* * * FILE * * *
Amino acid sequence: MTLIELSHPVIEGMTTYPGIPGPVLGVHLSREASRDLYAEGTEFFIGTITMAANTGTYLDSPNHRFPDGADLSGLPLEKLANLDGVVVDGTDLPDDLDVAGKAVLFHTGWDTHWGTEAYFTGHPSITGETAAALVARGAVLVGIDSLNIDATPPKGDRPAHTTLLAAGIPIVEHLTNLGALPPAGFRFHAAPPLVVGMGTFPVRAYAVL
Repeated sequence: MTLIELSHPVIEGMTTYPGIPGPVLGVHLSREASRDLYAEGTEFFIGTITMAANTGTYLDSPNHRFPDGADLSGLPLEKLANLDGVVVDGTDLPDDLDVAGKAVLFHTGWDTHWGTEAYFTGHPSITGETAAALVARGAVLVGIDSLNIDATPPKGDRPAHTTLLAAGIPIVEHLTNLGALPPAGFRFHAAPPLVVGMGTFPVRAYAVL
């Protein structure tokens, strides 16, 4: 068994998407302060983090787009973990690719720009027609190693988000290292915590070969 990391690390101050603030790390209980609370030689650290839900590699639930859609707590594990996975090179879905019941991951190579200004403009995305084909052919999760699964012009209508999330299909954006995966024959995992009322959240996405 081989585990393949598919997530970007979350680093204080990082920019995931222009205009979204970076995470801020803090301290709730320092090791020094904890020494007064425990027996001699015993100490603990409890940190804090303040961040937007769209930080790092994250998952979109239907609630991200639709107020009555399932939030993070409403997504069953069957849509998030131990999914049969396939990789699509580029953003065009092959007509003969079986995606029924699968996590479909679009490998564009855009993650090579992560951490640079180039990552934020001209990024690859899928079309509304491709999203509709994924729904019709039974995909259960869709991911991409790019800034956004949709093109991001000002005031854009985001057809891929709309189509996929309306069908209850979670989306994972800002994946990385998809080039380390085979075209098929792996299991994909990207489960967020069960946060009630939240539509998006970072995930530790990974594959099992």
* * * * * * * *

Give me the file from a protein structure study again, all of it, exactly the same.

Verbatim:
Amino acid sequence: MTLIELSHPVIEGMTTYPGIPGPVLGVHLSREASRDLYAEGTEFFIGTITMAANTGTYLDSPNHRFPDGADLSGLPLEKLANLDGVVVDGTDLPDDLDVAGKAVLFHTGWDTHWGTEAYFTGHPSITGETAAALVARGAVLVGIDSLNIDATPPKGDRPAHTTLLAAGIPIVEHLTNLGALPPAGFRFHAAPPLVVGMGTFPVRAYAVL
Repeated sequence: MTLIELSHPVIEGMTTYPGIPGPVLGVHLSREASRDLYAEGTEFFIGTITMAANTGTYLDSPNHRFPDGADLSGLPLEKLANLDGVVVDGTDLPDDLDVAGKAVLFHTGWDTHWGTEAYFTGHPSITGETAAALVARGAVLVGIDSLNIDATPPKGDRPAHTTLLAAGIPIVEHLTNLGALPPAGFRFHAAPPLVVGMGTFPVRAYAVL
């Protein structure tokens, strides 16, 4: 068994998407302060983090787009973990690719720009027609190693988000290292915590070969 990391690390101050603030790390209980609370030689650290839900590699639930859609707590594990996975090179879905019941991951190579200004403009995305084909052919999760699964012009209508999330299909954006995966024959995992009322959240996405 081989585990393949598919997530970007979350680093204080990082920019995931222009205009979204970076995470801020803090301290709730320092090791020094904890020494007064425990027996001699015993100490603990409890940190804090303040961040937007769209930080790092994250998952979109239907609630991200639709107020009555399932939030993070409403997504069953069957849509998030131990999914049969396939990789699509580029953003065009092959007509003969079986995606029924699968996590479909679009490998564009855009993650090579992560951490640079180039990552934020001209990024690859899928079309509304491709999203509709994924729904019709039974995909259960869709991911991409790019800034956004949709093109991001000002005031854009985001057809891929709309189509996929309306069908209850979670989306994972800002994946990385998809080039380390085979075209098929792996299991994909990207489960967020069960946060009630939240539509998006970072995930530790990974594959099992």